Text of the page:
Film Review (Home Video): The American Horror Project: Volume 1

Those purveyors of fine re-releases of yesterday’s forgotten classics – Arrow Films, have outdone themselves again with this new collection: The American Horror Project Vol 1.  The goal behind the release of this dual format  Blu-ray + DVD set  is to tell the story of the unsung heroes of American terror, with Arrow looking to champion genre films that lost their spot in the limelight at the time they were made due to cultural resistance or poor distribution and marketing, and which missed out on being re-released in the home video era due to a lack of source materials. Films like Night of the Living Dead, The Texas Chainsaw Massacre and A Nightmare on Elm Street have had their glory on home video and through endless re-releases; so now is the time for the underdogs to shine. And shine they do, given the quality of the restoration work and extra features on display here in this three-film collection.

What is particularly great about the three films presented here – all low-budget borderline exploitation fare from the 1970s – is that they all contrast interestingly with each other, and each has at least one particularly interesting aspect worth learning about in terms of aesthetic, casting and production history. The first film in terms of production date, and frankly the cheapest-looking of the three – Malatesta’s Carnival of Blood (Christopher Speeth, 1973) – still benefits from the use of a real-life creepy-looking fairground for its setting. Here the demented story of a coven of  cannibalistic ghouls led by the darkly powerful Malatesta, who have been hiding out under the fairground and seemingly feeding their gods with the blood of ticket payers, plays out. The acting and special effects are shaky as hell, but you can’t help but admire the loopy, jerry-rigged sets that make up the cannibal’s secret lairs, made on a shoestring budget with an approach that suggested the filmmakers had no hesitation in raiding the nearest skips. Expect plenty of tin foil and red industrial insulation. Interestingly, the warped sound effects came about due to the director knowing a sound technician who had worked with the US Navy on detection methods. In terms of casting; Jerome Dempsey is an eerie, campy treat as the Carnival’s chief showman, aptly named “Mr Blood.”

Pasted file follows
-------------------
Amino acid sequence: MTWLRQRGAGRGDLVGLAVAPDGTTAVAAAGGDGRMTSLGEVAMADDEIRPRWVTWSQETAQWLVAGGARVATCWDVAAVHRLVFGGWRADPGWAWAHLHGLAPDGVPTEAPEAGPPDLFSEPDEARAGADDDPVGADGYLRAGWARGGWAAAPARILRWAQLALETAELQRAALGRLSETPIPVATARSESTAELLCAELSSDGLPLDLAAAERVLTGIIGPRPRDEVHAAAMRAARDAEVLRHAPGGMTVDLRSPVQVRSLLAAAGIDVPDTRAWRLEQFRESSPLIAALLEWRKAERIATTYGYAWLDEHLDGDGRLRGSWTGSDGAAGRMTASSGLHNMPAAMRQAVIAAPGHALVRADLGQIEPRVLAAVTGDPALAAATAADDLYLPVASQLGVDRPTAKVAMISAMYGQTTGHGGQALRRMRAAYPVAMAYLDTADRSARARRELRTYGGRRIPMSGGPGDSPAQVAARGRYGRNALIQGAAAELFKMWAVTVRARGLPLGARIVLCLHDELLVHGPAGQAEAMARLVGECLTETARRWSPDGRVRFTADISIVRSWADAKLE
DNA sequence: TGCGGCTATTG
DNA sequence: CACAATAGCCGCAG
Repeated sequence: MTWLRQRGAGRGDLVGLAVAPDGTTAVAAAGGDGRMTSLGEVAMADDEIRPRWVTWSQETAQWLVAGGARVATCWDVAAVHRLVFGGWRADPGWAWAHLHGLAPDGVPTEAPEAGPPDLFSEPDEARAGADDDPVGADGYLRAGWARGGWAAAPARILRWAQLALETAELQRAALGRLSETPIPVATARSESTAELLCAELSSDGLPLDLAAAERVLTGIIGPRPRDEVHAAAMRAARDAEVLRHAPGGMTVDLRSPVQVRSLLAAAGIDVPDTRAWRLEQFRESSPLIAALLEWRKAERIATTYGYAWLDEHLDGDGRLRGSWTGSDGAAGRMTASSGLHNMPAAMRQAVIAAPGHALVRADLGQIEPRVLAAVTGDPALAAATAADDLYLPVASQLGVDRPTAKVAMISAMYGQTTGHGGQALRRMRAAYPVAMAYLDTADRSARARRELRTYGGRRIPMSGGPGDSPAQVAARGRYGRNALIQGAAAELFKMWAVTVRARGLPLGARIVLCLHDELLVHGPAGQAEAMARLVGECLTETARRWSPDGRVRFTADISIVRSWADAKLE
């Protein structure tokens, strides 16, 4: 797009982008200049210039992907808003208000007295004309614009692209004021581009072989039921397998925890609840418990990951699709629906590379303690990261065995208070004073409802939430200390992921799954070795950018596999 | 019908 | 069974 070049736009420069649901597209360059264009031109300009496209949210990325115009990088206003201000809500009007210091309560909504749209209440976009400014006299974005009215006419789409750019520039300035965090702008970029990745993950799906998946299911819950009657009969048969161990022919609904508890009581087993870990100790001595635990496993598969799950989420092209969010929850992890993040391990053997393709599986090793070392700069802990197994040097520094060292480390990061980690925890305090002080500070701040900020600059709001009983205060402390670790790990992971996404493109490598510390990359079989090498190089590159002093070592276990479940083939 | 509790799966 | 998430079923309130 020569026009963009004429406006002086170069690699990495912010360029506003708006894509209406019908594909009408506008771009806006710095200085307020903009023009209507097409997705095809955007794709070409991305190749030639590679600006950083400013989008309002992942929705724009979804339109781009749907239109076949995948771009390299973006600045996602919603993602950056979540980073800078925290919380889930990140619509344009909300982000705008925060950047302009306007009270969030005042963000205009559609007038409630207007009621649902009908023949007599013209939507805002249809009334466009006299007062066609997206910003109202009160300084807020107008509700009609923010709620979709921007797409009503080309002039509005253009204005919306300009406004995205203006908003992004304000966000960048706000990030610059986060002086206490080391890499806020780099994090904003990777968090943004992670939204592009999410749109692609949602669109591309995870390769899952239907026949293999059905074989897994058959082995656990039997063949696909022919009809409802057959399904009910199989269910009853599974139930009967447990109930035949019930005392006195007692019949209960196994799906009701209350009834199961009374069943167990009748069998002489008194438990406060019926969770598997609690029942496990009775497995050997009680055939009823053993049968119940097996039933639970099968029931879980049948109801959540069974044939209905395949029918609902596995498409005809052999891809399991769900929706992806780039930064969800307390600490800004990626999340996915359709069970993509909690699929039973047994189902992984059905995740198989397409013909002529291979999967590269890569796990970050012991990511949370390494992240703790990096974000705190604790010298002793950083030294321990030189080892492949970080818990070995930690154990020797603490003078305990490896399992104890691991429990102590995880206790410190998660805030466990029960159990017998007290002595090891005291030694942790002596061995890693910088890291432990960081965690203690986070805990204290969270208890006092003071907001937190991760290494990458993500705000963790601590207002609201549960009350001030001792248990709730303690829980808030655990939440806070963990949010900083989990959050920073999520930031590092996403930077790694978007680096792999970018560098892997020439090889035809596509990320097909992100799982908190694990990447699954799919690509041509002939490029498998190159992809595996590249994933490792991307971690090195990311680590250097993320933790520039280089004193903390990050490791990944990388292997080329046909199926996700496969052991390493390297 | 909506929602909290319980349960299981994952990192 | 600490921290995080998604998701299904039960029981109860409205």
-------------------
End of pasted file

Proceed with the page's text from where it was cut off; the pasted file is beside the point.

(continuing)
Probably the strongest of the three films: The Witch Who Came from the Sea (Matt Cimber, 1976), is actually more a psychological  thriller than a horror film with a plot built on some very dark subject matter, and has the advantage of a real talent heading up the cast in the form of actress Mollie Perkins (The Diary of Anne Frank). She plays a young barmaid and aunt to two children called Molly, whose bizarre and violent fantasies start to bleed into reality, until it starts to dawn on us- and her- that she might be the murderer that the news channels keep declaring has claimed countless victims. Both the script and Perkins’s unhinged, intense, but somehow always sympathetic turn in the role, ensure Molly remains an intriguing and not easily definable lead character. The DP for this film was none other than Dean Cundy, one of the most acclaimed cameramen in the business (Halloween, Back to the Future and Jurassic Park, amongst dozens of others).